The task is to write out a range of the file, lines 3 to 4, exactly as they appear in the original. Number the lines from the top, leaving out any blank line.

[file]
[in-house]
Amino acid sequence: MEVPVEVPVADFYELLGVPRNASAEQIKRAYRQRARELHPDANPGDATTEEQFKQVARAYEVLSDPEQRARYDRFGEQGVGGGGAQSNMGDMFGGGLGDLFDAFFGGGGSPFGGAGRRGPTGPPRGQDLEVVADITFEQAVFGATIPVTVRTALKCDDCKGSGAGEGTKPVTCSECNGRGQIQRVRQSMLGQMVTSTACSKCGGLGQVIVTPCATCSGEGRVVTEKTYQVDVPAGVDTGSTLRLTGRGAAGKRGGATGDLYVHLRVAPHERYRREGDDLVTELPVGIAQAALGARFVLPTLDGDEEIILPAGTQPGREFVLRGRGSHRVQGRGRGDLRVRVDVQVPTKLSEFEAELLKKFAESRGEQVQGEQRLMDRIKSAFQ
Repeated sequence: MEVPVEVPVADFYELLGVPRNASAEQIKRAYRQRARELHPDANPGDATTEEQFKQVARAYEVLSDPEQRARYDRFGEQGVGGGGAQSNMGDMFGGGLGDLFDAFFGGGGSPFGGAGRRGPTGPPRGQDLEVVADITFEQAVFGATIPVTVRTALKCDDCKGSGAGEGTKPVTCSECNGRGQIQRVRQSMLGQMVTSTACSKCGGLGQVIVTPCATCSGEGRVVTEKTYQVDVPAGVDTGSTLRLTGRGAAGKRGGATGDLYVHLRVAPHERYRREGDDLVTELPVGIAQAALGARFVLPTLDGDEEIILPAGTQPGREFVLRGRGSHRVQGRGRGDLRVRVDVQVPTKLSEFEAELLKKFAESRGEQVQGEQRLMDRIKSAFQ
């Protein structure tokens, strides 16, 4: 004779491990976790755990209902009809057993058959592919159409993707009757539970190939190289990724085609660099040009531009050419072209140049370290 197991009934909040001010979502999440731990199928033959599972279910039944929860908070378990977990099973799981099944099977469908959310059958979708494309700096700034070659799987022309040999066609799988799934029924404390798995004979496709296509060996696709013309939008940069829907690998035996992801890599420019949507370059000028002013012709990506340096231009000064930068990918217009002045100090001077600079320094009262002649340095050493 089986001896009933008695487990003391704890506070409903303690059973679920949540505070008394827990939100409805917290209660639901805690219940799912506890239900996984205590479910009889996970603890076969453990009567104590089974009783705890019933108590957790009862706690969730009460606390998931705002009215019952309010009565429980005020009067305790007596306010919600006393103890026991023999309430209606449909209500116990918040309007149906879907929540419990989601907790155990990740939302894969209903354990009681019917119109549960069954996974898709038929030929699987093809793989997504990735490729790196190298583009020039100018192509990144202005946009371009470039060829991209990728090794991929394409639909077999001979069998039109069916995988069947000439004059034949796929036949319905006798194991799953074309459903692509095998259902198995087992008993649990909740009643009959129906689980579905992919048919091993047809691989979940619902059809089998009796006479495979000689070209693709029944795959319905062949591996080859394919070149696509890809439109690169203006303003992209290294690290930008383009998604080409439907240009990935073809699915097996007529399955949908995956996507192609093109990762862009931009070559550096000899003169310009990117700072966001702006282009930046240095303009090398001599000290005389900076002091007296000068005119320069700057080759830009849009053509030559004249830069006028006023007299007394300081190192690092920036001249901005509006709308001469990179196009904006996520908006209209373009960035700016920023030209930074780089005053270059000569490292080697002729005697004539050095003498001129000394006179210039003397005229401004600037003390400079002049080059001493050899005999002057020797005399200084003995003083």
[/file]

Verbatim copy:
Repeated sequence: MEVPVEVPVADFYELLGVPRNASAEQIKRAYRQRARELHPDANPGDATTEEQFKQVARAYEVLSDPEQRARYDRFGEQGVGGGGAQSNMGDMFGGGLGDLFDAFFGGGGSPFGGAGRRGPTGPPRGQDLEVVADITFEQAVFGATIPVTVRTALKCDDCKGSGAGEGTKPVTCSECNGRGQIQRVRQSMLGQMVTSTACSKCGGLGQVIVTPCATCSGEGRVVTEKTYQVDVPAGVDTGSTLRLTGRGAAGKRGGATGDLYVHLRVAPHERYRREGDDLVTELPVGIAQAALGARFVLPTLDGDEEIILPAGTQPGREFVLRGRGSHRVQGRGRGDLRVRVDVQVPTKLSEFEAELLKKFAESRGEQVQGEQRLMDRIKSAFQ
């Protein structure tokens, strides 16, 4: 004779491990976790755990209902009809057993058959592919159409993707009757539970190939190289990724085609660099040009531009050419072209140049370290 197991009934909040001010979502999440731990199928033959599972279910039944929860908070378990977990099973799981099944099977469908959310059958979708494309700096700034070659799987022309040999066609799988799934029924404390798995004979496709296509060996696709013309939008940069829907690998035996992801890599420019949507370059000028002013012709990506340096231009000064930068990918217009002045100090001077600079320094009262002649340095050493 089986001896009933008695487990003391704890506070409903303690059973679920949540505070008394827990939100409805917290209660639901805690219940799912506890239900996984205590479910009889996970603890076969453990009567104590089974009783705890019933108590957790009862706690969730009460606390998931705002009215019952309010009565429980005020009067305790007596306010919600006393103890026991023999309430209606449909209500116990918040309007149906879907929540419990989601907790155990990740939302894969209903354990009681019917119109549960069954996974898709038929030929699987093809793989997504990735490729790196190298583009020039100018192509990144202005946009371009470039060829991209990728090794991929394409639909077999001979069998039109069916995988069947000439004059034949796929036949319905006798194991799953074309459903692509095998259902198995087992008993649990909740009643009959129906689980579905992919048919091993047809691989979940619902059809089998009796006479495979000689070209693709029944795959319905062949591996080859394919070149696509890809439109690169203006303003992209290294690290930008383009998604080409439907240009990935073809699915097996007529399955949908995956996507192609093109990762862009931009070559550096000899003169310009990117700072966001702006282009930046240095303009090398001599000290005389900076002091007296000068005119320069700057080759830009849009053509030559004249830069006028006023007299007394300081190192690092920036001249901005509006709308001469990179196009904006996520908006209209373009960035700016920023030209930074780089005053270059000569490292080697002729005697004539050095003498001129000394006179210039003397005229401004600037003390400079002049080059001493050899005999002057020797005399200084003995003083």